Garden heroes of all stripes

As the over 90-temps approach, I found I've lost the gardening schedule I kept up during the Fall, Winter, and Spring. Now, we have to take considerable care to snatch whatever narrow window we have when the humidity is low, the death star doesn't beat down on us, or the mosquitoes don't use us as their all-you-can-eat.

I made the adjustment this morning, digging up a hole big enough to be the future home of Retama, the Jerusalem Thorn tree. More on that in a bit.

For now, I can't help but notice how very alive the garden is - with heroes and foes, mind, but it's the heroes I want to pay particular attention to today. Restoring landscape sustainably will invite them back, too, so we hope that they will indeed, take care of any foes we see in the garden.
In the garden, it becomes so clear: the fights directed outwardly are mere reflections of the same fights directed towards the self. There is an alternative. There must be!

Perspective is important. Trying to "think as Nature would" is necessary. Out there, nothing is wasted. No life is worthless, and there's a place for all who are charged with surviving. And here are some of the beautyful "alls" I've had the Grace to see recently.

[caption id="attachment_764" align="alignnone" width="625"]IMGP3463 Sage, August, and Blue.[/caption]

We are blessed to live in a place frequented by herons and egrets. These blue creatures sometimes land (rather awkwardly, might I add?) on the street side of our houses, and walk slowly, delicately, purposefully along the sidewalk. Strolling along the pavement for dinner at dusk.

Then there is this very amusing Native relative:

[caption id="attachment_765" align="alignnone" width="625"]Still life with Squirrel and Finches. Still life with Squirrel and Finches.[/caption]

That little rat and her/his avian friends remind me that I feed them - not for my pleasure (solely), but for their sake as well. All good. Everyone needs to eat.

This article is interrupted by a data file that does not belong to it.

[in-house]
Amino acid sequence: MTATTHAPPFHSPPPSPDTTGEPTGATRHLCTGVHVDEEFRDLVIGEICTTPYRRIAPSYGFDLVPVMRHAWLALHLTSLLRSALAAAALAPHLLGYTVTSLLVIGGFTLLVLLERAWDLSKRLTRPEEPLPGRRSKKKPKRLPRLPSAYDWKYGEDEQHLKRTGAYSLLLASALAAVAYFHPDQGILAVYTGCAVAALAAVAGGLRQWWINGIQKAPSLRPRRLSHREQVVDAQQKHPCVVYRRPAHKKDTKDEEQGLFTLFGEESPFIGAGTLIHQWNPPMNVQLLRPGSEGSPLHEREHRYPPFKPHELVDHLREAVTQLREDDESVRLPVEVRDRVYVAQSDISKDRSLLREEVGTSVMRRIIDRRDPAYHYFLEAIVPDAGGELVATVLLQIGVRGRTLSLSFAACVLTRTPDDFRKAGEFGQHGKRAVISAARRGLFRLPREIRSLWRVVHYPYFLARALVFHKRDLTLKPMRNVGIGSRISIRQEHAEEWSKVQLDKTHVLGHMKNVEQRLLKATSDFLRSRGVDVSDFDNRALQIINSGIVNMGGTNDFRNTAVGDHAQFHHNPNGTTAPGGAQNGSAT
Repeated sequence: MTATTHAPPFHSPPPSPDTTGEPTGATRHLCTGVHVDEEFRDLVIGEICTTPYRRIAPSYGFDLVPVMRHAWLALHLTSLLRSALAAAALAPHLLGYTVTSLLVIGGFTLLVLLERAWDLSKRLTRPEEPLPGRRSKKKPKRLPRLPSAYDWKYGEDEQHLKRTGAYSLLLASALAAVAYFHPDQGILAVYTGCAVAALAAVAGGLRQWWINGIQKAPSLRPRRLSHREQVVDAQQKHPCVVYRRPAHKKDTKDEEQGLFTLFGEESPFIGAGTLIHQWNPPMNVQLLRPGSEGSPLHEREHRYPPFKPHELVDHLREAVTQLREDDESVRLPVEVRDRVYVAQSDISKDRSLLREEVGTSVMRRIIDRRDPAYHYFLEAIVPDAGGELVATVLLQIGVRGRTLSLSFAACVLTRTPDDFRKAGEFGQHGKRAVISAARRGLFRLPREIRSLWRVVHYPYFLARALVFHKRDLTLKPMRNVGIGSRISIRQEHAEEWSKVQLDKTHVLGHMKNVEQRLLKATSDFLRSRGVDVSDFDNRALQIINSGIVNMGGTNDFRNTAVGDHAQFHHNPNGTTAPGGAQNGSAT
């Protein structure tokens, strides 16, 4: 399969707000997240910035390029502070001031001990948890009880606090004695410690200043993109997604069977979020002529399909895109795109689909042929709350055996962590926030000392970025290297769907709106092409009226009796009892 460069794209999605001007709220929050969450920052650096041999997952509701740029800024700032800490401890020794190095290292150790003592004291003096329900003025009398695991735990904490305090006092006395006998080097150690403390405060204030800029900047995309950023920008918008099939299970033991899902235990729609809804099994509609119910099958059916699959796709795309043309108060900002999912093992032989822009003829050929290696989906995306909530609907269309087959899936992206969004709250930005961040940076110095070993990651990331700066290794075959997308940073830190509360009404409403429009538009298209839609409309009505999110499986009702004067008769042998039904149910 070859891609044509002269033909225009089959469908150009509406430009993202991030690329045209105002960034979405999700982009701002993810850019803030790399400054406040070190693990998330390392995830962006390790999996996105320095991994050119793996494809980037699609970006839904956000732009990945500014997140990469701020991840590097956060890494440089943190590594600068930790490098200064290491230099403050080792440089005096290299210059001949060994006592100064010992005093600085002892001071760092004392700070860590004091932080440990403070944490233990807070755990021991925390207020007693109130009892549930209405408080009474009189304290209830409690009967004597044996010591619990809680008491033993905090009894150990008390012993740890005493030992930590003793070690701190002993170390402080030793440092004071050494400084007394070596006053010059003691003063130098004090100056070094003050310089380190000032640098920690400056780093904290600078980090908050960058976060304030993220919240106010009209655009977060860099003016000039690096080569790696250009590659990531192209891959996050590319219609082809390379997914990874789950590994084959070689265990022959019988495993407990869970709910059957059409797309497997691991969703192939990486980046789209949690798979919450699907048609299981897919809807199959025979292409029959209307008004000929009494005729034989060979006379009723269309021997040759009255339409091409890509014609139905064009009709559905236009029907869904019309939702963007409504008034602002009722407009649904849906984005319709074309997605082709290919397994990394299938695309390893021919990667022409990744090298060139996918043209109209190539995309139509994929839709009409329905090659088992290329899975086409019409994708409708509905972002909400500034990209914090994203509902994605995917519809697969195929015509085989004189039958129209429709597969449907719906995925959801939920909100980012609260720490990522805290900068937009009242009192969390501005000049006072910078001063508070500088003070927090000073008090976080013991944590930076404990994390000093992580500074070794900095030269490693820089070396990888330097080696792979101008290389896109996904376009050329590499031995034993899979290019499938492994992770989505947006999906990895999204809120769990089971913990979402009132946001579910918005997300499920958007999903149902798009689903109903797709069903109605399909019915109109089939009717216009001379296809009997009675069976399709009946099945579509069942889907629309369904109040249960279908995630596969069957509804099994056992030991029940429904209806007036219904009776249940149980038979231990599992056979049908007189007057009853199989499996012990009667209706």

But soft, what light from yonder window breaks?


I see this and I think: Ancestor! Dragon! Fairy Chariot! They fly, and settle, and fly, and settle again, sometimes perching on the tops of the green onions.

[caption id="attachment_767" align="alignnone" width="625"]A scallion with wings. Will you take to flying away now, and plant your white roots elsewhere? A scallion with wings. Will you take to flying away now, and plant your white roots elsewhere?[/caption]


But this isn't a magical moment from all perspectives; I'm standing about a foot away from this Dragonfly, and can hear quite the crunch it's making with its beautiful jaws as it lunches on someone that used to be, before lunch time. My magical moment is rather a sharp and painful one for that other creature.

Far more benign is this little, industrious, formidable friend:

[caption id="attachment_769" align="alignnone" width="625"]Red salvia looks like fun to forage from. Red salvia looks like fun to forage from.[/caption]

Whose companions are equally photogenic:

[caption id="attachment_775" align="alignnone" width="625"]IMGP3543 There's work to be done - and don't they know it.[/caption]

Or this dizzying companion to flowers:

[caption id="attachment_770" align="alignnone" width="625"]Called: Gulf Fritillary. Or, simply: Beautiful Called: Gulf Fritillary. Or, simply: Beautiful[/caption]

At every turn, there's someone alive doing something to stay alive.


And being part of a plan is what makes all of this so beautiful.


There may be suffering, but there is no damage that cannot be undone.


Would that we animals could learn a thing or two from all of this.


Call me morbid, but I should love to be buried, in the dirt, in a field I know will always be unsullied by human hands. Becoming a part of a wildflower, visited by one of just these sorts of bumbeleebees or becoming a part of a leaf sat upon by a baby anole: I can't think of a better way to spend the afterlife. Can you?

A wise old owl // lived in an oak //
The more he saw // the less he spoke //
The less he spoke // the more he heard //
Why can't we be like that wise old bird?

See you in Arcadia!

Gardening in June...

...We're batting down the hatches with lots of mulch for the plants (thank you, neighbors and your raked up oak leaves, which we went about collecting in the Winter and early Spring). My better half is discovering that he must stoop so low and buy a gardening hat. Right now he makes do with a towel. What can I say? In our burgeoning quest to turn our boring suburban garden into a cottage garden that invites the re-creation of a healthy garden ecosystem, we delight in colour - Cool colours here: